Access to behavioral health services during COVID

Author: Robin Henderson, Psy.D., chief executive, Behavioral Health, Providence Oregon

Not surprisingly, COVID and its effects have increased the community’s need for behavioral health services. As the mental health toll of the pandemic continues to affect people of all ages, Providence Behavioral Health is increasing access to care, both for in-person and virtual visits.

Two new behavioral health clinics open

Providence Behavioral Health recently opened two new spaces for our patients – an expansion of the Providence Adult and Adolescent Eating Disorders Program at Providence St. Vincent Medical Center and a new adult outpatient therapy clinic at Providence Portland Medical Center.

Last December, the eating disorders program opened in its new, expanded space on the 9th floor medical office building on the Providence St. Vincent campus. The new space is built to better accommodate our patients and to increase our capacity to meet community need.

For more information or to refer a patient, call: 503-215-9396.

In February, the new Behavioral Health adult outpatient therapy clinic opened in Building A on the Providence Portland campus. There is a significant community need for therapy, and this new program increases our capacity to take additional therapy patients – helping to address a significant lack of resources in the community.

For more information or to refer a patient, call: 971-345-5060.

Note: Please be aware that we will do our best to accommodate new referrals to meet your patients’ needs. However, they may need to be placed on a waiting list due to increased demand for services in the community. We regularly review waiting lists for acuity and are adding providers to accommodate increased demand.

Effects of COVID on kids’ mental health

Kids and adolescents are among the hardest hit when it comes to the long-term behavioral health effects of COVID. Our team of behavioral health experts at Providence Oregon has only begun to see the full effect of the pandemic’s disruptions on children and teens. We expect to see this trend continue for several years.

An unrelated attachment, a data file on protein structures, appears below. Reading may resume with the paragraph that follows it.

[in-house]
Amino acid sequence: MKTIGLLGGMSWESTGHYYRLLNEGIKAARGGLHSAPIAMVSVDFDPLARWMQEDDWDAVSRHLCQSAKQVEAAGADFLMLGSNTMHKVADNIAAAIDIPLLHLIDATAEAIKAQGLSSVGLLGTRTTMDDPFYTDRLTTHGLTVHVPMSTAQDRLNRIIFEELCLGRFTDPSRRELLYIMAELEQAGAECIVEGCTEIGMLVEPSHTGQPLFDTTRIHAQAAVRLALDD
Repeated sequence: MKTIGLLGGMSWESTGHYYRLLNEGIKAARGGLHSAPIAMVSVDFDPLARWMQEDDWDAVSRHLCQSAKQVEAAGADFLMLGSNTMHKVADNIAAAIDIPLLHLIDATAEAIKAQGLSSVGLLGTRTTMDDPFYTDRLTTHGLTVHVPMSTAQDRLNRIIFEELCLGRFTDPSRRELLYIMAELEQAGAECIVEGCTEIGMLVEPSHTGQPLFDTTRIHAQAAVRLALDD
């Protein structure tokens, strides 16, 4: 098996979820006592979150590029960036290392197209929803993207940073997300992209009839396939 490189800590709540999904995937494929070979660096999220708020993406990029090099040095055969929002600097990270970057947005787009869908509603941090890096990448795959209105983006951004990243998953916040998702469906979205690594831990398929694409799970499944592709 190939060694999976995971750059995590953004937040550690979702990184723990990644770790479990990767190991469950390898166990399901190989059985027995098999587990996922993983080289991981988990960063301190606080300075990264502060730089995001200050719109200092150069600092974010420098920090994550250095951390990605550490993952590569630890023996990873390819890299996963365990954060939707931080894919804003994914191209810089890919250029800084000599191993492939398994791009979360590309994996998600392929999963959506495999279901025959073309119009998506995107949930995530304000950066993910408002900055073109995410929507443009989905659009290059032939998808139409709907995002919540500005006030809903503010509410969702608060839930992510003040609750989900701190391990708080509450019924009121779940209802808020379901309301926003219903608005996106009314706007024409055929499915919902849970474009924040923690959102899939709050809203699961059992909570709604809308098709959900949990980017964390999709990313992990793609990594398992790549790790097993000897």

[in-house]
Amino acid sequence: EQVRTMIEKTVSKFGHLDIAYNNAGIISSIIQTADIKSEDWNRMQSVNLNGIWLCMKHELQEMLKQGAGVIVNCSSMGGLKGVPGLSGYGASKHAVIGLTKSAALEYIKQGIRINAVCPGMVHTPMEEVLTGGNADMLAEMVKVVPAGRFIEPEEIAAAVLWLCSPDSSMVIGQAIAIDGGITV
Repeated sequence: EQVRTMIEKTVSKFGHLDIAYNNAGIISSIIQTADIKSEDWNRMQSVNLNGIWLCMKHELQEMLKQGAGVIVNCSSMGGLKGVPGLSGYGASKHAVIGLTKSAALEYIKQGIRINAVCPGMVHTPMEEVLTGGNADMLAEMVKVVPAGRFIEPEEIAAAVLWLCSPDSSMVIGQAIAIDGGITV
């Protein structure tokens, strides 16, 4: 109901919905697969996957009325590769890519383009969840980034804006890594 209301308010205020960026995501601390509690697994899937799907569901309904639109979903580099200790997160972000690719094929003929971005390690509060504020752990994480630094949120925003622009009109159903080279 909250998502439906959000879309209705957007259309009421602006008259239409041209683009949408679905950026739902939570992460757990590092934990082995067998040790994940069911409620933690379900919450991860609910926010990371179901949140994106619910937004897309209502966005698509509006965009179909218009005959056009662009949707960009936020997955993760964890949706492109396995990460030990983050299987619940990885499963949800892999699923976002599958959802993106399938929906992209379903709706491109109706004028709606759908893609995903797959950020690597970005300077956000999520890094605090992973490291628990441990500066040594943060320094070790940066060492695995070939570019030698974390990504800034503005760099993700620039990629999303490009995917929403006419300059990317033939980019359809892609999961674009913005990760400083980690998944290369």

While older kids might experience depression and other more immediate conditions, younger children may have developmental delays, such as speech challenges and learning issues, which can take years to overcome.

A U.S. surgeon general advisory says suicide rates among Black children younger than 13 have risen rapidly in recent years, with Black children nearly twice as likely to die by suicide as white children.

The advisory also notes that socioeconomically disadvantaged children and adolescents – such as those growing up in poverty – are two to three times more likely to develop mental health conditions than others.

Like most health systems, we’re seeing that many of our behavioral health services for children, young people and adults are experiencing wait lists. Sometimes the wait lists are weeks, while others are even longer.

Once young patients complete the treatment regimens, which typically last six to eight weeks, finding continuing care for them is a challenge because few providers are accepting new patients. Additionally, many mental health providers across the U.S. are leaving the profession.

The mental health crisis in children has reached the point in Oregon that recent statistics show suicide is the leading cause of death for adolescents.

The role of telehealth

A shining light during the era of behavioral health during COVID has been the tremendous growth of our telehealth services to meet our clients’ needs.

We provide telehealth services to our behavioral health clients via key access points that include: (1) through our primary care clinics, where behavioral health experts are imbedded to improve client access, and (2) in our specialty psychiatric clinics, which include our Senior Psychiatric Clinic at Providence Milwaukie Hospital.

Here's a look at telehealth behavioral health visits between April 2020 and February 2022.

  • Integrated behavioral health in primary care: 66.5% of visits were completed using telehealth (71,303 telehealth visits out of 107,304 completed visits)
  • Providence Medical Group psychiatric clinics: 90% of visits were completed using telehealth (61,139 telehealth visits out of 69,917 completed visits)

Thank you to providers throughout Oregon who are working closely with Providence Behavioral Health to help meet the growing needs of the communities we serve.


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About the Author

The inScope content team focuses on bringing you the latest in clinical news from our team of world-class medical providers and physician leaders.

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